An innaccurate infographic created and posted by the official Twitter account of Ukraine’s air force that compares the number of missiles dropped in Syria to those dropped in Ukraine has been widely condemned.
The graphic, which urges people to “realise the scale of the disaster”, wrongly claims that just one hundred missiles were dropped in Syria over five years and goes on to say that 1100 were dropped in Ukraine in just 22 days.
Ukranian disinfo, clearly
In fact, since September 2015, when Russia began its military engagement in Syria in support of President Bashar al-Assad’s administration, Syria has witnessed 45,000 military strikes.
Not all of them from Russia either. Some from the US. Many from Israel.
Since civil war broke out in Syria in 2011, Israel has carried out hundreds of air strikes on Syria’s territory
Israel has struck Syria “hundreds and hundreds” of times. Probably thousands by now. But who is counting? Certainly not the 5/6 eyes media!
“Whoever thought of this should be utterly ashamed of themselves,” wrote Anas Altikriti, founder of the Cordoba Foundation, which aims to “bridge the gap of understanding between the Muslim world and the West.”
“Almost no nation in modern times has suffered as much as the people of Syria, and to undermine their pain like this is cruel in the extreme,” his response read.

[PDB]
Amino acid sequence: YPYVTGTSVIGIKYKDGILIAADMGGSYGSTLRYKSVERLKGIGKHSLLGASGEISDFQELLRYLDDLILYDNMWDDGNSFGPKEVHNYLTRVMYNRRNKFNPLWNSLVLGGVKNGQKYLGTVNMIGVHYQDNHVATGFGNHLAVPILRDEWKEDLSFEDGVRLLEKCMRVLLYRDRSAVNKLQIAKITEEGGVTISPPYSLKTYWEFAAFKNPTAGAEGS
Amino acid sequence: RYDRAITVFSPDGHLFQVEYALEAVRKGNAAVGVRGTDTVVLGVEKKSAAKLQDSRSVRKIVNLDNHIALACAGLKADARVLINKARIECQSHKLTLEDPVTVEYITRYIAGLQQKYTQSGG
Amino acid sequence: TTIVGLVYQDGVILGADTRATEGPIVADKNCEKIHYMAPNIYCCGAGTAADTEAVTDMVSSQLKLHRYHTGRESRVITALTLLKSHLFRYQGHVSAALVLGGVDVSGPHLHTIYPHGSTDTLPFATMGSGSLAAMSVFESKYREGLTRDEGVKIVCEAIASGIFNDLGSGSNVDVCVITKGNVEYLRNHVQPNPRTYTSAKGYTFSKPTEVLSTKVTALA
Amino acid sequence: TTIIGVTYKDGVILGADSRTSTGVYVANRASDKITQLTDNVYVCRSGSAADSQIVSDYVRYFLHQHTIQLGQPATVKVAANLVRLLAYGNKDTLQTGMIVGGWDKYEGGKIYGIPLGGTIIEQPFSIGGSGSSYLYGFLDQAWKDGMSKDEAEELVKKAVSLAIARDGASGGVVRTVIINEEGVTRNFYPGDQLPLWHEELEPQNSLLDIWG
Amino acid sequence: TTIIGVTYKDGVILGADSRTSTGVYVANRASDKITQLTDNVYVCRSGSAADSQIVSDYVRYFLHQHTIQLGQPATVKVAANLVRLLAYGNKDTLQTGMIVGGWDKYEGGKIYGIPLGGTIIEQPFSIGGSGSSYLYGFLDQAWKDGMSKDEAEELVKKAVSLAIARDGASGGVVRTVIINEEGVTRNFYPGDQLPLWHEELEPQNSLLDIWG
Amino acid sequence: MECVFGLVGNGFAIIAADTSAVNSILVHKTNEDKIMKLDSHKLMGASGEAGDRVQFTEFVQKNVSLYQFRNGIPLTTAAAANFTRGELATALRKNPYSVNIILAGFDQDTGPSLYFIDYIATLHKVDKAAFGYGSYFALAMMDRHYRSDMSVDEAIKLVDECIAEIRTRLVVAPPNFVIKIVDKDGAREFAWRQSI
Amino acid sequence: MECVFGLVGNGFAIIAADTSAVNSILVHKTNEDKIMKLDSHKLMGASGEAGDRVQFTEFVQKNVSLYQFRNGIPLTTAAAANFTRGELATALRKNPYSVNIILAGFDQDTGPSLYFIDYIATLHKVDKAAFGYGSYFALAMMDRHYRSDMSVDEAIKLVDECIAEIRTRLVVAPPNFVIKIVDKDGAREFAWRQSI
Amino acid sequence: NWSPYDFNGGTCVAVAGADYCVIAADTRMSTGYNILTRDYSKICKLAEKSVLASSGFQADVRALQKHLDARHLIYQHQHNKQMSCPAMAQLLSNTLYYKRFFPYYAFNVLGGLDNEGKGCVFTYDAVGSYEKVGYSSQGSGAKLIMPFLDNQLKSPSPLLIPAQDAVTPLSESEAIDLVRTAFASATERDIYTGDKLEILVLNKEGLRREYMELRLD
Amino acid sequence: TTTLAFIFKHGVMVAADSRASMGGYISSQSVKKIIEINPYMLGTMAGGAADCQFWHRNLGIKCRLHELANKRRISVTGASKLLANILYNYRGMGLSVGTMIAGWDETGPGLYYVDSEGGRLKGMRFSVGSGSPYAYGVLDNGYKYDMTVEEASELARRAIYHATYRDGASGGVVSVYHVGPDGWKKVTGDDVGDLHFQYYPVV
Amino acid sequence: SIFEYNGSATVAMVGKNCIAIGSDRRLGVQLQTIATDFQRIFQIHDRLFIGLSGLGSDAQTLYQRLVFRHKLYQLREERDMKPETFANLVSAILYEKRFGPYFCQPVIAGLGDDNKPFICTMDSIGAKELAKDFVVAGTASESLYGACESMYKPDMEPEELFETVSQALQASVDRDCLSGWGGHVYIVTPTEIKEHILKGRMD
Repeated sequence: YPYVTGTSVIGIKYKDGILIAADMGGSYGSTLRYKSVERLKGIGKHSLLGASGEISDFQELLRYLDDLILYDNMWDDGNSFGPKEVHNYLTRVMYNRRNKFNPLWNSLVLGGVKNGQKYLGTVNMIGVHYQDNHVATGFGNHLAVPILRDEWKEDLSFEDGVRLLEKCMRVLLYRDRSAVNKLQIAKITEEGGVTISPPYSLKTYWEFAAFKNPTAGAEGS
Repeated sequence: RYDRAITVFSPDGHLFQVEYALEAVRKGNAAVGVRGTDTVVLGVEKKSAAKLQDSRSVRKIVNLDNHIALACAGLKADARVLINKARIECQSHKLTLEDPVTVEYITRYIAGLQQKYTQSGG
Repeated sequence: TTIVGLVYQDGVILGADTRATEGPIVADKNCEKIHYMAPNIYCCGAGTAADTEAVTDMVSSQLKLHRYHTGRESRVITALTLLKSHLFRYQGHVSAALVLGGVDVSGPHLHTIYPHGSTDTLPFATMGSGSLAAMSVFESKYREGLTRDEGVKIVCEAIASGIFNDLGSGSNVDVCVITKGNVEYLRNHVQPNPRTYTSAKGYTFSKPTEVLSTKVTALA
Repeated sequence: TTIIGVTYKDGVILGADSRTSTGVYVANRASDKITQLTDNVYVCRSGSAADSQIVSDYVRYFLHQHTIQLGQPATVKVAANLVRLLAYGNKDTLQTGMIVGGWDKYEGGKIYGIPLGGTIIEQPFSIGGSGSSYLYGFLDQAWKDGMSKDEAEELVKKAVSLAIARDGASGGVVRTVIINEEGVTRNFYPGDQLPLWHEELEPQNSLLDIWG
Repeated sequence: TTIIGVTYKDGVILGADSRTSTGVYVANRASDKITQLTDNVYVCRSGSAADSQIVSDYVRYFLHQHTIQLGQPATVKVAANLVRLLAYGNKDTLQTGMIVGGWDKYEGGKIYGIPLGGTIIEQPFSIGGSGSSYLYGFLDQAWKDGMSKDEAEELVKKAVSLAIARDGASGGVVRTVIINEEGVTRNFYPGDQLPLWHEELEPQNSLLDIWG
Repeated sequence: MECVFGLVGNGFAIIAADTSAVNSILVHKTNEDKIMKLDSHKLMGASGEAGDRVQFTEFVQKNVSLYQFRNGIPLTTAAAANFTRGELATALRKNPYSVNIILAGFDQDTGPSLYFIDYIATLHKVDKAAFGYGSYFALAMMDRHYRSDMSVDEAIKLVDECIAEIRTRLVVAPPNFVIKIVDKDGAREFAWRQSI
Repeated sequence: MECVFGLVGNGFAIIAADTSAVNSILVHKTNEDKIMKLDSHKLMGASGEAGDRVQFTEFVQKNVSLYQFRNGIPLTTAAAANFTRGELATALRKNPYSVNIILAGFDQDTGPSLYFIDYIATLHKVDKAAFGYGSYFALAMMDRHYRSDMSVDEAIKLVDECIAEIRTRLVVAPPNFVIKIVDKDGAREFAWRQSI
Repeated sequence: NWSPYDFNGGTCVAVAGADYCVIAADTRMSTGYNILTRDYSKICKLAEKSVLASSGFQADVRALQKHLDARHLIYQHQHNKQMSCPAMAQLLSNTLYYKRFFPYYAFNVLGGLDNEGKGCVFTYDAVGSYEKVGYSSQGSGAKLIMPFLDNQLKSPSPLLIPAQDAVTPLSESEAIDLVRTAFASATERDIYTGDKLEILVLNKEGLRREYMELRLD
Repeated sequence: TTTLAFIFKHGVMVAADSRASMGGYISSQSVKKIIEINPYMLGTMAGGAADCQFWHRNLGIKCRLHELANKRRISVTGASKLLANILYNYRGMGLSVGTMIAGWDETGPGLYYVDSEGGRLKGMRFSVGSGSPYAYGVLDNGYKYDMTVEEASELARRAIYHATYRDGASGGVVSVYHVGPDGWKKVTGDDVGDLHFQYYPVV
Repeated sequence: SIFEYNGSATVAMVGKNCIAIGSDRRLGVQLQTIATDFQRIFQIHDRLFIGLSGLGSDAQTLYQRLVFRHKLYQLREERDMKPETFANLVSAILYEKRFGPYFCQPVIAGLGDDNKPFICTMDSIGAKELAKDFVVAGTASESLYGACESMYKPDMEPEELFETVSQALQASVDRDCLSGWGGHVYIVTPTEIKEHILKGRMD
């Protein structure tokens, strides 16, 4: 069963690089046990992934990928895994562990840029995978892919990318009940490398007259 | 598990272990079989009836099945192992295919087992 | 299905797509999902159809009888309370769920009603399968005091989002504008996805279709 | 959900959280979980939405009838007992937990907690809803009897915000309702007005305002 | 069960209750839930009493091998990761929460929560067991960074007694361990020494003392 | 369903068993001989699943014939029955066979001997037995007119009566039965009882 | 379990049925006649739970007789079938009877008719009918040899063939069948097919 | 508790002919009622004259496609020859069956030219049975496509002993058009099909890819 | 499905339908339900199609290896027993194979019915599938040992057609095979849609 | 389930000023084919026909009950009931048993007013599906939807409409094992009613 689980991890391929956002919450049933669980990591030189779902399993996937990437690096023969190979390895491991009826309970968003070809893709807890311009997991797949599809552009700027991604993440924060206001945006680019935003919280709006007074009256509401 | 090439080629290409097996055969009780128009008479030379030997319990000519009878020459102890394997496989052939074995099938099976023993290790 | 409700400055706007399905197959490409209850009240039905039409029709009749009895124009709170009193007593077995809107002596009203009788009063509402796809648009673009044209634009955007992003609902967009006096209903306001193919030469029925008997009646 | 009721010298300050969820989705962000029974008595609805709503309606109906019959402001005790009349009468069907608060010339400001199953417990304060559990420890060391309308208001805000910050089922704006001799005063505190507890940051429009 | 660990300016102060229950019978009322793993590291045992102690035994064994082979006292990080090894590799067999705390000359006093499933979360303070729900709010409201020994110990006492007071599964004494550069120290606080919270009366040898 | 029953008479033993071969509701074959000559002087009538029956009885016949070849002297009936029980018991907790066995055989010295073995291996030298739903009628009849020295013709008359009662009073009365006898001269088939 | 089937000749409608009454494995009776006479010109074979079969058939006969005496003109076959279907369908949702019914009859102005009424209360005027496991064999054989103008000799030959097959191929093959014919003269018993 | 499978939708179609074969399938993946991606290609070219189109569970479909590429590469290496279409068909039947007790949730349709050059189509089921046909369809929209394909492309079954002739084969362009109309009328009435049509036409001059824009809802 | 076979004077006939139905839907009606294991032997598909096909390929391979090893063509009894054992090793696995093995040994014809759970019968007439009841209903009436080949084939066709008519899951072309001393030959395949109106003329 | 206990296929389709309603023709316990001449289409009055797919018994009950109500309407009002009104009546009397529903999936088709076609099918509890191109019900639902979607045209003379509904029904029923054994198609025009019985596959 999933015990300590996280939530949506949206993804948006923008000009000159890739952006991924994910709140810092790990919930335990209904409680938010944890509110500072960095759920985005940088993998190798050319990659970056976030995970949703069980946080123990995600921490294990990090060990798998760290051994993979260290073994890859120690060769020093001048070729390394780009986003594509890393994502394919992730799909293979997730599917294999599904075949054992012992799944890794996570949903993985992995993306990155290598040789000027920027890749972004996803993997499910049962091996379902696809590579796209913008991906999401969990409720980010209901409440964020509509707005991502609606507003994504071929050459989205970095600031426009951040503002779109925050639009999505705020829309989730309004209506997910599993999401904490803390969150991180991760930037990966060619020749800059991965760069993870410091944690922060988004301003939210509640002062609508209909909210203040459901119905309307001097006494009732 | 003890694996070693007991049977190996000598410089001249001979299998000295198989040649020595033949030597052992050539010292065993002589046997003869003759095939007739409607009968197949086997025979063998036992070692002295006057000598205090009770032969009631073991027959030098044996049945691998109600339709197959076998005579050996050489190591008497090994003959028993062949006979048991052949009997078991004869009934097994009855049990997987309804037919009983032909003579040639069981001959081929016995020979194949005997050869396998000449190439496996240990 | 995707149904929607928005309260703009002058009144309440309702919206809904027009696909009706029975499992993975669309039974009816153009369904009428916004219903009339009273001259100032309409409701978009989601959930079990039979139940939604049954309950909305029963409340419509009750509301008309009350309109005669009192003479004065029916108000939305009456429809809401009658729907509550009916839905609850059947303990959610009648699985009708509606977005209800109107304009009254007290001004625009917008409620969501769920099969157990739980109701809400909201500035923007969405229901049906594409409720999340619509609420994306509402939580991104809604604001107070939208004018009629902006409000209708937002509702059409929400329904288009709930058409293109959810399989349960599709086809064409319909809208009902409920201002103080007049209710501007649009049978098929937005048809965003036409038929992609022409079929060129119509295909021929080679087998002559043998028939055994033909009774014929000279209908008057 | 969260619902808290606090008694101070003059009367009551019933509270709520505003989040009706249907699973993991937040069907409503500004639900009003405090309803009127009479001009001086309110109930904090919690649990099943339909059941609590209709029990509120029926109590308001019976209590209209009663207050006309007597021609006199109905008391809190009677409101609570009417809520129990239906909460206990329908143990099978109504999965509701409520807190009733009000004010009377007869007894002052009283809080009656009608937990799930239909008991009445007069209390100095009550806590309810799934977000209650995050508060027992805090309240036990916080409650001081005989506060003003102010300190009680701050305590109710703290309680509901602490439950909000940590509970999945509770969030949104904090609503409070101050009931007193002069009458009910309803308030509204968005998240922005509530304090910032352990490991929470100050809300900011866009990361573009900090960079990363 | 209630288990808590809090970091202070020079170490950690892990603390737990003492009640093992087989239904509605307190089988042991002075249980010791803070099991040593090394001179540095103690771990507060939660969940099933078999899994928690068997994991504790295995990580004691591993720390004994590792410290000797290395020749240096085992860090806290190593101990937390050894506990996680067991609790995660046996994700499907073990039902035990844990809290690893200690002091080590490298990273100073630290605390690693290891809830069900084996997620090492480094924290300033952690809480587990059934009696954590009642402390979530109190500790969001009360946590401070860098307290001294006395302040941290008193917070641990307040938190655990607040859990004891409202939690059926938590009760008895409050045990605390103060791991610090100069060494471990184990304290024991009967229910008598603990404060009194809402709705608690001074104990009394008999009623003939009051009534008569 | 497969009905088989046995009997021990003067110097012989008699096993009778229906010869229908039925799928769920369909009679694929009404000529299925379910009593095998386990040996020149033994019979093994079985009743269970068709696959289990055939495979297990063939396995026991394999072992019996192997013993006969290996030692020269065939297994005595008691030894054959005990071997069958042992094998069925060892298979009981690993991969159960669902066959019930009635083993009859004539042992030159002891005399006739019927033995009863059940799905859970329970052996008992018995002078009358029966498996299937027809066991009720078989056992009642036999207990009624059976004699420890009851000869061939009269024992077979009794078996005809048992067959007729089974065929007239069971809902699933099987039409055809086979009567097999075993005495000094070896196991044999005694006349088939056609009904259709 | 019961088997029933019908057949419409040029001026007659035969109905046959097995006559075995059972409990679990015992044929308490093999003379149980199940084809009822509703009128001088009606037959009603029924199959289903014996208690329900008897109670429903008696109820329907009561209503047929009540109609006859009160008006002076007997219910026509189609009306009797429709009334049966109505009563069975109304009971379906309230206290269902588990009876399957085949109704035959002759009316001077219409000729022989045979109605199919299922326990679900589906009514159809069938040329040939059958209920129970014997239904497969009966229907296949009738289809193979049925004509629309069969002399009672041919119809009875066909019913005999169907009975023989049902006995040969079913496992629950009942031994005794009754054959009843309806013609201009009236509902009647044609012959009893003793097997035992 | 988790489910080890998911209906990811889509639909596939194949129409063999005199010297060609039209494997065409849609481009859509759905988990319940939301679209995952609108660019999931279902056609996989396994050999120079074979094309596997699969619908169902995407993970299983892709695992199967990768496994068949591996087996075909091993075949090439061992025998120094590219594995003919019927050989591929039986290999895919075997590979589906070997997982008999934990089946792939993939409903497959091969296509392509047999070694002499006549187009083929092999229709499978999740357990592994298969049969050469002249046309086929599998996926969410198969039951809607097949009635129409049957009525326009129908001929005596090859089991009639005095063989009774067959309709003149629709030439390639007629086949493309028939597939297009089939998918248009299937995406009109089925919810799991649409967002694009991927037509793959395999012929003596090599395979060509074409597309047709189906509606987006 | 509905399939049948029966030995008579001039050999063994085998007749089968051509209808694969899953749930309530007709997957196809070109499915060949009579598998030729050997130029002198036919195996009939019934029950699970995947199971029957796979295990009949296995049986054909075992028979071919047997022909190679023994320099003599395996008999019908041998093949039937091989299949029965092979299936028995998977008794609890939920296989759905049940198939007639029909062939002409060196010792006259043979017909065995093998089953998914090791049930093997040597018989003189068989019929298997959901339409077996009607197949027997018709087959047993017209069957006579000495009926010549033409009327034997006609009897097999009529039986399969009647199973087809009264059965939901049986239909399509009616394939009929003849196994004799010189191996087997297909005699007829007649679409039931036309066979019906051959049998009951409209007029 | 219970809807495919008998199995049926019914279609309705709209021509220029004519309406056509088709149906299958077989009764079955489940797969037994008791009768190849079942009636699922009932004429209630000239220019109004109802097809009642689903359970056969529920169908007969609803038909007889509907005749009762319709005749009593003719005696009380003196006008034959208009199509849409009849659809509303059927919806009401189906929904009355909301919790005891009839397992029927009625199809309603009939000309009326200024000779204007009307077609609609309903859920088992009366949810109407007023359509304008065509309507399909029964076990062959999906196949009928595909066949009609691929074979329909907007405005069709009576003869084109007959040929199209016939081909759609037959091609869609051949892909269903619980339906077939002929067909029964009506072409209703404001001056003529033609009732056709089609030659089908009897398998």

Meanwhile, Asim Qureshi, research director of Cage, a London-based campaign group, tweeted: “Genuinely disgusting tweet from an official account.
“This is weird and unnecessary propaganda,” read another tweet. “The destruction in Ukraine has been immense and does not need validation through minimizing others’ suffering.
Despite outrage in Western capitals over Russia’s invasion of Ukraine, many countries, including some important US allies and partners in the Middle East, have been reluctant to confront Russia or support economic sanctions against Moscow.
The United Arab Emirates and Saudi Arabia appear to have prioritised relations with Moscow by rebuffing American pleas for increased oil supplies to soothe energy markets.
For months, US President Joe Biden and his administration have been trying to convince the two Gulf countries in particular to boost production, but both nations have rejected Washington’s overtures.
Saudi Arabia and the UAE say they remain committed to an Opec+ deal, declining to go beyond a plan agreed last year to month-on-month increases in production by 400,000 barrels a day.